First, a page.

Written by Ian Schmidt (Last updated: 3 November 1997).
The 5503 Ensoniq Digital Oscillator Chip (DOC) contains 32 fundamental sound-generator units, known as "oscillators". Each oscillator is capable of either making an independent tone by itself, or of being paired up cooperatively with its
neighbour in a pairing known as a "generator". The generator arrangement is used by most programs, for it allows more flexibility and a thicker, lusher sound.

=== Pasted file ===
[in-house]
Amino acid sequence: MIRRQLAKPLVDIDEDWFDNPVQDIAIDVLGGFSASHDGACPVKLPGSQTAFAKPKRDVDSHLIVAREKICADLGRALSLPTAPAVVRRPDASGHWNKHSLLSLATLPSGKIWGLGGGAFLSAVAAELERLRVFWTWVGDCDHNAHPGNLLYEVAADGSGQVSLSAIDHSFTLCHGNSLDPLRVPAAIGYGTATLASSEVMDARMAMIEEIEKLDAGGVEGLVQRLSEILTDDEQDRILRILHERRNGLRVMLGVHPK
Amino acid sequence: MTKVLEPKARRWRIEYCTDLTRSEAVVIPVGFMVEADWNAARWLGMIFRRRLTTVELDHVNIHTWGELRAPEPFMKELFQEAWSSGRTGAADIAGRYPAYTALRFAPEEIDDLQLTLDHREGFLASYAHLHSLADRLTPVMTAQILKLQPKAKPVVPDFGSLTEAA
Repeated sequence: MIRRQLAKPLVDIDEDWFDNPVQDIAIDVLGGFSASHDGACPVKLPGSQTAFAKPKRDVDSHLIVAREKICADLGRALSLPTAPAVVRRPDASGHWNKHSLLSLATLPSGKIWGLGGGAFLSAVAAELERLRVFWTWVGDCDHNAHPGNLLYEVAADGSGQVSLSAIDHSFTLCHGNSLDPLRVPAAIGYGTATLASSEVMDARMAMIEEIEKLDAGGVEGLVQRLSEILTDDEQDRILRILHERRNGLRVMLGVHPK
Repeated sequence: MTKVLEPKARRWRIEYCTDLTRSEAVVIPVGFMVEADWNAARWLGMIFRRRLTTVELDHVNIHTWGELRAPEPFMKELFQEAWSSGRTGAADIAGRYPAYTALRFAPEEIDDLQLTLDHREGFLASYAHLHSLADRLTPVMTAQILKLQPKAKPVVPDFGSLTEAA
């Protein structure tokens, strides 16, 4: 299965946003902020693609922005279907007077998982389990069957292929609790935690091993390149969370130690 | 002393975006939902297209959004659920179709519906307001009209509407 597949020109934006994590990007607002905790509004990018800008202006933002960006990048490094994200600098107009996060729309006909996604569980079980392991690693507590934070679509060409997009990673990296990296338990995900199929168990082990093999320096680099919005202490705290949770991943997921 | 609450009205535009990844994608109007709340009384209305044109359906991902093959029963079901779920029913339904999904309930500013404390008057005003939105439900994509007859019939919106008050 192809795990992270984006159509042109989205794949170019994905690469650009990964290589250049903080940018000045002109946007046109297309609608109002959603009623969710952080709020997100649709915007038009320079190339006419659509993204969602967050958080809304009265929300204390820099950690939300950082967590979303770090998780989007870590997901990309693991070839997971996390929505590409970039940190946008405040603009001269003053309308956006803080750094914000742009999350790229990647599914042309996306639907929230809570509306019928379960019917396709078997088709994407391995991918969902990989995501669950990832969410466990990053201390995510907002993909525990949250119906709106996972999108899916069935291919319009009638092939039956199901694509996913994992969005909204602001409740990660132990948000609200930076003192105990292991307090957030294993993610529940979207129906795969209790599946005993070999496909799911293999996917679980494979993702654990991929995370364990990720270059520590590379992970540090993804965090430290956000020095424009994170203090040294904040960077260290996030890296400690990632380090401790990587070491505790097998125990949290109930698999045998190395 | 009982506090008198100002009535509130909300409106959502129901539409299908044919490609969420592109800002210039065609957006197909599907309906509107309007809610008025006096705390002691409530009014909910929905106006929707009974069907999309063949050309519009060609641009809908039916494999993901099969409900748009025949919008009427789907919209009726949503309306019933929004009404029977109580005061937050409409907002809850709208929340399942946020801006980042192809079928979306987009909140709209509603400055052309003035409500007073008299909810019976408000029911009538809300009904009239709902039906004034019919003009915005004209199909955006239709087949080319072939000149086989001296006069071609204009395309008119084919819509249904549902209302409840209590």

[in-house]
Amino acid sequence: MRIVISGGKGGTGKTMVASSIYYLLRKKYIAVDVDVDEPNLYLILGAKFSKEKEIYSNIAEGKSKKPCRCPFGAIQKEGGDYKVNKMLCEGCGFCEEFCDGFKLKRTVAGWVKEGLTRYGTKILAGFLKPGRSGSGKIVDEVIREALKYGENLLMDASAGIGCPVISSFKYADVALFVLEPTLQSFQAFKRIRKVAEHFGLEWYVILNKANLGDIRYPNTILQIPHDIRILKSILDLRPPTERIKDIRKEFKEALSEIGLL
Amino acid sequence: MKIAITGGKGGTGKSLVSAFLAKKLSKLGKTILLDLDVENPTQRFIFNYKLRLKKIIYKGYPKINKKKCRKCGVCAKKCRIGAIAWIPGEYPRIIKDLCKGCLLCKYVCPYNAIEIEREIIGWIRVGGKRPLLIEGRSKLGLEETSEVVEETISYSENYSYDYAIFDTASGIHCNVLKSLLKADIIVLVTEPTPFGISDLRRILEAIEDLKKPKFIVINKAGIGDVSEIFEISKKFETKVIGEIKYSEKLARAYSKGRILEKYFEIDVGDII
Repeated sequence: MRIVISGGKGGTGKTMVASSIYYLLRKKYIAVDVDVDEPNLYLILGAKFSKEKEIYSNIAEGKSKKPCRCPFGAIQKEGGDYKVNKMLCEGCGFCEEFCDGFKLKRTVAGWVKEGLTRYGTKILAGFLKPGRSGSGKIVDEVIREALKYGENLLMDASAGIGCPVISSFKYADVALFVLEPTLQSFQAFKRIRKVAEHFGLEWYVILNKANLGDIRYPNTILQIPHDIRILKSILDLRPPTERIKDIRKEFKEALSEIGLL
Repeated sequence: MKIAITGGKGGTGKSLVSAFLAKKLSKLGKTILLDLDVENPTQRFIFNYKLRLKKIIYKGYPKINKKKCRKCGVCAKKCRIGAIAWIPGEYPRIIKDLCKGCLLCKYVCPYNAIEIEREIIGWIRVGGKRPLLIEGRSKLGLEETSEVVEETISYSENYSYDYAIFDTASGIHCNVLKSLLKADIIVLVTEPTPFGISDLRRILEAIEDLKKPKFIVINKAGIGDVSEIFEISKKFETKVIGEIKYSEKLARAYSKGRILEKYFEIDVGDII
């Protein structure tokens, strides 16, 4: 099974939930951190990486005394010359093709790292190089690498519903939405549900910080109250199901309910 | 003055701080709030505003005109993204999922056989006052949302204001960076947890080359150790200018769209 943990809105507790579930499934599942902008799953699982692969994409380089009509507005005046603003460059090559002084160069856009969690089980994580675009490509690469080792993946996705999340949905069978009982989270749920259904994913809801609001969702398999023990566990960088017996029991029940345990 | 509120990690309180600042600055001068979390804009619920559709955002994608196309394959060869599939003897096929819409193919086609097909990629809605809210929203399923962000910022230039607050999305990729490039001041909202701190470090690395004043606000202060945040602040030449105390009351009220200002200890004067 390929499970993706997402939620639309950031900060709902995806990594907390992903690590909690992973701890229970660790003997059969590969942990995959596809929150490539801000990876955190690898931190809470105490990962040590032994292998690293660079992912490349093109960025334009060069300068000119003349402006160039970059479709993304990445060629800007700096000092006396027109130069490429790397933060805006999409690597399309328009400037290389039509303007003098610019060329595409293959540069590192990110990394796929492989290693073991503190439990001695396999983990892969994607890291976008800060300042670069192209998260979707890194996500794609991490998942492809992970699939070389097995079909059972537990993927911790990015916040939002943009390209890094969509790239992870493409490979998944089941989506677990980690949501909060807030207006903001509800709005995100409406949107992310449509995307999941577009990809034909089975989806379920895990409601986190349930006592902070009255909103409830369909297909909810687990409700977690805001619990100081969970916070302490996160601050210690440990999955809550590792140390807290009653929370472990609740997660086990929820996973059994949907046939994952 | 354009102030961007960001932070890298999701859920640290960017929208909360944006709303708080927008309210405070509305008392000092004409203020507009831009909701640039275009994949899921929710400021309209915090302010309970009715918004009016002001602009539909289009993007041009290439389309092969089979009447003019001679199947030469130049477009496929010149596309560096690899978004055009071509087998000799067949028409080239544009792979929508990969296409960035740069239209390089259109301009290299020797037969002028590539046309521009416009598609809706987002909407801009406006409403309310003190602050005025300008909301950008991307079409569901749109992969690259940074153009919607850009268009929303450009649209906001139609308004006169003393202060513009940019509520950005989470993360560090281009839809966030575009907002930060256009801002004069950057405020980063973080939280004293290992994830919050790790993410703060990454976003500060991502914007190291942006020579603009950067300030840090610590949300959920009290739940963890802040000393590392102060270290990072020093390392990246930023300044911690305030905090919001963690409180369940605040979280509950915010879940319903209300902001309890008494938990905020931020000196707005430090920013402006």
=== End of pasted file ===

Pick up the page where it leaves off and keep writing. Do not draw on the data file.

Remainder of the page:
The DOC plays 8-bit waveforms, with the centerline at 0x80 (128 decimal). This format is known as "8-bit unsigned". 0x00 (0 decimal too) is reserved for 'stop'. If a sample value of 0 is encountered by a DOC oscillator, the oscillator will immediately halt and not produce any more sound. The DOC additionally has an 8-bit volume register for each oscillator, with a linear slope. The dynamic range of the DOC (the 'space' between the softest and loudest sounds it can produce) is approximately 42 dB, or about on par with an average cassette tape.